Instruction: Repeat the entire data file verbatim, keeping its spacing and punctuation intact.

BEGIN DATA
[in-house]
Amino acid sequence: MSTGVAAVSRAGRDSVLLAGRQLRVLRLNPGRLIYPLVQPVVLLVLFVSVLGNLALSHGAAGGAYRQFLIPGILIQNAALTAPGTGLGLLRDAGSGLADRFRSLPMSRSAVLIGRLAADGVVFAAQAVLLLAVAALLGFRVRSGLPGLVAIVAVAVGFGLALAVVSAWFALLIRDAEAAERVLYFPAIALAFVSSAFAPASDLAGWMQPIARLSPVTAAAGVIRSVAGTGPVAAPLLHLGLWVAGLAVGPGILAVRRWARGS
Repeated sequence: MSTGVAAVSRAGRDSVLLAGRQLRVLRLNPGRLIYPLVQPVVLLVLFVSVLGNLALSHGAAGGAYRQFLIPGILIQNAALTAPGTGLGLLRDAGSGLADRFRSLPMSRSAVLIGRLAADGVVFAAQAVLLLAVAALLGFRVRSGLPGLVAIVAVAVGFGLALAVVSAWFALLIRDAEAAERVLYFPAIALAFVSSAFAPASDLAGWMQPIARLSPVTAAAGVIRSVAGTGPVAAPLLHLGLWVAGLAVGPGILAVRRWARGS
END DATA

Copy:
[in-house]
Amino acid sequence: MSTGVAAVSRAGRDSVLLAGRQLRVLRLNPGRLIYPLVQPVVLLVLFVSVLGNLALSHGAAGGAYRQFLIPGILIQNAALTAPGTGLGLLRDAGSGLADRFRSLPMSRSAVLIGRLAADGVVFAAQAVLLLAVAALLGFRVRSGLPGLVAIVAVAVGFGLALAVVSAWFALLIRDAEAAERVLYFPAIALAFVSSAFAPASDLAGWMQPIARLSPVTAAAGVIRSVAGTGPVAAPLLHLGLWVAGLAVGPGILAVRRWARGS
Repeated sequence: MSTGVAAVSRAGRDSVLLAGRQLRVLRLNPGRLIYPLVQPVVLLVLFVSVLGNLALSHGAAGGAYRQFLIPGILIQNAALTAPGTGLGLLRDAGSGLADRFRSLPMSRSAVLIGRLAADGVVFAAQAVLLLAVAALLGFRVRSGLPGLVAIVAVAVGFGLALAVVSAWFALLIRDAEAAERVLYFPAIALAFVSSAFAPASDLAGWMQPIARLSPVTAAAGVIRSVAGTGPVAAPLLHLGLWVAGLAVGPGILAVRRWARGS